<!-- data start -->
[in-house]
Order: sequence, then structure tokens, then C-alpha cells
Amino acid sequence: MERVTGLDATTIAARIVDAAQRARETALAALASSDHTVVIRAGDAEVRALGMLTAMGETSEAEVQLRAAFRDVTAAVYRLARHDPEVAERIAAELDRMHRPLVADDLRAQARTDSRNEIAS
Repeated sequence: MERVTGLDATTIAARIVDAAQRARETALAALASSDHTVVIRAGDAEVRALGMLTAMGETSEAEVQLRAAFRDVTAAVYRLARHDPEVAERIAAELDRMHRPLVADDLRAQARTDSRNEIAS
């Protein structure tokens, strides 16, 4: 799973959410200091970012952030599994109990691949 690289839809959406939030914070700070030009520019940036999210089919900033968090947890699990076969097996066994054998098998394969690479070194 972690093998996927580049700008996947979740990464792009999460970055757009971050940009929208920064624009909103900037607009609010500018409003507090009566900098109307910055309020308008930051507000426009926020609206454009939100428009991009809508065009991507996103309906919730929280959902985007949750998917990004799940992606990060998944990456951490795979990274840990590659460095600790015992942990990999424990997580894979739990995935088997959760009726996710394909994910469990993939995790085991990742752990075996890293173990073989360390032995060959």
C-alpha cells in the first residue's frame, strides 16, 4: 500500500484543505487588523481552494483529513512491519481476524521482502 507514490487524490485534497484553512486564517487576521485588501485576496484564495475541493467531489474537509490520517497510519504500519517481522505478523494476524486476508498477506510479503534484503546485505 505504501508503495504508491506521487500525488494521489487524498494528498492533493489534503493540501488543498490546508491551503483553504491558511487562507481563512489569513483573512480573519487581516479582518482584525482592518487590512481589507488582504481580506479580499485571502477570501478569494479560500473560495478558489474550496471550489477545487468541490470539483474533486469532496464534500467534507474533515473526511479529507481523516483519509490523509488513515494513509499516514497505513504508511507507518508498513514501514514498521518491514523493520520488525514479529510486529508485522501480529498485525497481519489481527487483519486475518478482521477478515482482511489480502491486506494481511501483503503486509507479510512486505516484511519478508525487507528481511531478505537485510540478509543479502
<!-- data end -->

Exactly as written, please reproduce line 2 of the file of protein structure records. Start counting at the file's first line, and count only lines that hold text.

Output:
Order: sequence, then structure tokens, then C-alpha cells